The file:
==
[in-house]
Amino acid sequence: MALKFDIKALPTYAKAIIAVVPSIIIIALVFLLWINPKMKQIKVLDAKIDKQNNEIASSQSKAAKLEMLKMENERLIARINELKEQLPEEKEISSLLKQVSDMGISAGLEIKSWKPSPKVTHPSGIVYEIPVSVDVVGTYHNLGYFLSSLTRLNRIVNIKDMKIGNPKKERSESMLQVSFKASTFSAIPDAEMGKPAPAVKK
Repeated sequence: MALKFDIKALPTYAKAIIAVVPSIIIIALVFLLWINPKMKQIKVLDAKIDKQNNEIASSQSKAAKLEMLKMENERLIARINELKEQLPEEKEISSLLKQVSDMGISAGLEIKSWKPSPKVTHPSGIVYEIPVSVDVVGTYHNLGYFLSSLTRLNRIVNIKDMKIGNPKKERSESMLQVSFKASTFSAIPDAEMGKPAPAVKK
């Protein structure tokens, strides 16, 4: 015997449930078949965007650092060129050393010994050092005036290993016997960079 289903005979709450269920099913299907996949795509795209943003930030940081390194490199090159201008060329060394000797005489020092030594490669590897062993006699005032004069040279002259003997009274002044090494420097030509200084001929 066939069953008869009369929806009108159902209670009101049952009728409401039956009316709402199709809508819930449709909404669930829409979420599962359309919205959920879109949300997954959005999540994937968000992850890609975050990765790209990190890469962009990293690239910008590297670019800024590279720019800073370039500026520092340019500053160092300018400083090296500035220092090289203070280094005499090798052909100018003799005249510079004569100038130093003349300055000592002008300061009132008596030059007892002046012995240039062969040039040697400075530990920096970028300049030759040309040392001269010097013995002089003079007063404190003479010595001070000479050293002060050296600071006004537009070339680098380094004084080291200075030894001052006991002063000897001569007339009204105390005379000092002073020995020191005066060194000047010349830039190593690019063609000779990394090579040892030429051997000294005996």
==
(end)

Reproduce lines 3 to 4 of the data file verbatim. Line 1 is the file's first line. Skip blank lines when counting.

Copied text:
Repeated sequence: MALKFDIKALPTYAKAIIAVVPSIIIIALVFLLWINPKMKQIKVLDAKIDKQNNEIASSQSKAAKLEMLKMENERLIARINELKEQLPEEKEISSLLKQVSDMGISAGLEIKSWKPSPKVTHPSGIVYEIPVSVDVVGTYHNLGYFLSSLTRLNRIVNIKDMKIGNPKKERSESMLQVSFKASTFSAIPDAEMGKPAPAVKK
């Protein structure tokens, strides 16, 4: 015997449930078949965007650092060129050393010994050092005036290993016997960079 289903005979709450269920099913299907996949795509795209943003930030940081390194490199090159201008060329060394000797005489020092030594490669590897062993006699005032004069040279002259003997009274002044090494420097030509200084001929 066939069953008869009369929806009108159902209670009101049952009728409401039956009316709402199709809508819930449709909404669930829409979420599962359309919205959920879109949300997954959005999540994937968000992850890609975050990765790209990190890469962009990293690239910008590297670019800024590279720019800073370039500026520092340019500053160092300018400083090296500035220092090289203070280094005499090798052909100018003799005249510079004569100038130093003349300055000592002008300061009132008596030059007892002046012995240039062969040039040697400075530990920096970028300049030759040309040392001269010097013995002089003079007063404190003479010595001070000479050293002060050296600071006004537009070339680098380094004084080291200075030894001052006991002063000897001569007339009204105390005379000092002073020995020191005066060194000047010349830039190593690019063609000779990394090579040892030429051997000294005996």